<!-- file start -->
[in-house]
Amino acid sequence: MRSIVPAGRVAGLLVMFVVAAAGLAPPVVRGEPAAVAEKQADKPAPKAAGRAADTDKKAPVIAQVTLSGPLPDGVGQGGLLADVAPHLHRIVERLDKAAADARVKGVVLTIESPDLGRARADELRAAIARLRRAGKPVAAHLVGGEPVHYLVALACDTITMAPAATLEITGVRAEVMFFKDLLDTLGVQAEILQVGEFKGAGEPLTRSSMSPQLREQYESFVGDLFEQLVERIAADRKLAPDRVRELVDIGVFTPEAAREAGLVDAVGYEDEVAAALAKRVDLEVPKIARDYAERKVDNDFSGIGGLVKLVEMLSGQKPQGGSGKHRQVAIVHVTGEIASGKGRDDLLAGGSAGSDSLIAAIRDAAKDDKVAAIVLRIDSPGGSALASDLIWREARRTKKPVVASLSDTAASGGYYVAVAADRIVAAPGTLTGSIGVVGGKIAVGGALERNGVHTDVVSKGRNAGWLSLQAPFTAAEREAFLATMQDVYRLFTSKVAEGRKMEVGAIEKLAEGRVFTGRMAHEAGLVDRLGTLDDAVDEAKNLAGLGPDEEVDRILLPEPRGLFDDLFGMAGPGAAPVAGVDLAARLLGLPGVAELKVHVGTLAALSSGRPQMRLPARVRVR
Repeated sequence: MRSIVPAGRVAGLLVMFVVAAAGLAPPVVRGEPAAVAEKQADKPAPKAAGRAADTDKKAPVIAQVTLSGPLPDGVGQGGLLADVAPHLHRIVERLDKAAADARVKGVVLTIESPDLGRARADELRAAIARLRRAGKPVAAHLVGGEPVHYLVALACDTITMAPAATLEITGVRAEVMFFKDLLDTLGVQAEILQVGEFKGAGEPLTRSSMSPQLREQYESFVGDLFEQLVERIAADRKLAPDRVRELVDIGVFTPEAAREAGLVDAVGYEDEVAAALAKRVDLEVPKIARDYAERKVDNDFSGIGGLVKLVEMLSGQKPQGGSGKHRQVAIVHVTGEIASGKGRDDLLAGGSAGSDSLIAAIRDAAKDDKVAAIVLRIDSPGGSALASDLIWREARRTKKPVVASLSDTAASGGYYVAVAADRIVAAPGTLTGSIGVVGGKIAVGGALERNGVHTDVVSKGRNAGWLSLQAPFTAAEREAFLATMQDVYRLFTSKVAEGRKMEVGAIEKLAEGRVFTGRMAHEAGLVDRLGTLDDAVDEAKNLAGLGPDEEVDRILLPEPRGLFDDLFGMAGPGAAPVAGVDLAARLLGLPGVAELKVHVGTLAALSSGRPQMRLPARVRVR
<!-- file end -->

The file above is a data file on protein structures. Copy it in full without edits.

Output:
[in-house]
Amino acid sequence: MRSIVPAGRVAGLLVMFVVAAAGLAPPVVRGEPAAVAEKQADKPAPKAAGRAADTDKKAPVIAQVTLSGPLPDGVGQGGLLADVAPHLHRIVERLDKAAADARVKGVVLTIESPDLGRARADELRAAIARLRRAGKPVAAHLVGGEPVHYLVALACDTITMAPAATLEITGVRAEVMFFKDLLDTLGVQAEILQVGEFKGAGEPLTRSSMSPQLREQYESFVGDLFEQLVERIAADRKLAPDRVRELVDIGVFTPEAAREAGLVDAVGYEDEVAAALAKRVDLEVPKIARDYAERKVDNDFSGIGGLVKLVEMLSGQKPQGGSGKHRQVAIVHVTGEIASGKGRDDLLAGGSAGSDSLIAAIRDAAKDDKVAAIVLRIDSPGGSALASDLIWREARRTKKPVVASLSDTAASGGYYVAVAADRIVAAPGTLTGSIGVVGGKIAVGGALERNGVHTDVVSKGRNAGWLSLQAPFTAAEREAFLATMQDVYRLFTSKVAEGRKMEVGAIEKLAEGRVFTGRMAHEAGLVDRLGTLDDAVDEAKNLAGLGPDEEVDRILLPEPRGLFDDLFGMAGPGAAPVAGVDLAARLLGLPGVAELKVHVGTLAALSSGRPQMRLPARVRVR
Repeated sequence: MRSIVPAGRVAGLLVMFVVAAAGLAPPVVRGEPAAVAEKQADKPAPKAAGRAADTDKKAPVIAQVTLSGPLPDGVGQGGLLADVAPHLHRIVERLDKAAADARVKGVVLTIESPDLGRARADELRAAIARLRRAGKPVAAHLVGGEPVHYLVALACDTITMAPAATLEITGVRAEVMFFKDLLDTLGVQAEILQVGEFKGAGEPLTRSSMSPQLREQYESFVGDLFEQLVERIAADRKLAPDRVRELVDIGVFTPEAAREAGLVDAVGYEDEVAAALAKRVDLEVPKIARDYAERKVDNDFSGIGGLVKLVEMLSGQKPQGGSGKHRQVAIVHVTGEIASGKGRDDLLAGGSAGSDSLIAAIRDAAKDDKVAAIVLRIDSPGGSALASDLIWREARRTKKPVVASLSDTAASGGYYVAVAADRIVAAPGTLTGSIGVVGGKIAVGGALERNGVHTDVVSKGRNAGWLSLQAPFTAAEREAFLATMQDVYRLFTSKVAEGRKMEVGAIEKLAEGRVFTGRMAHEAGLVDRLGTLDDAVDEAKNLAGLGPDEEVDRILLPEPRGLFDDLFGMAGPGAAPVAGVDLAARLLGLPGVAELKVHVGTLAALSSGRPQMRLPARVRVR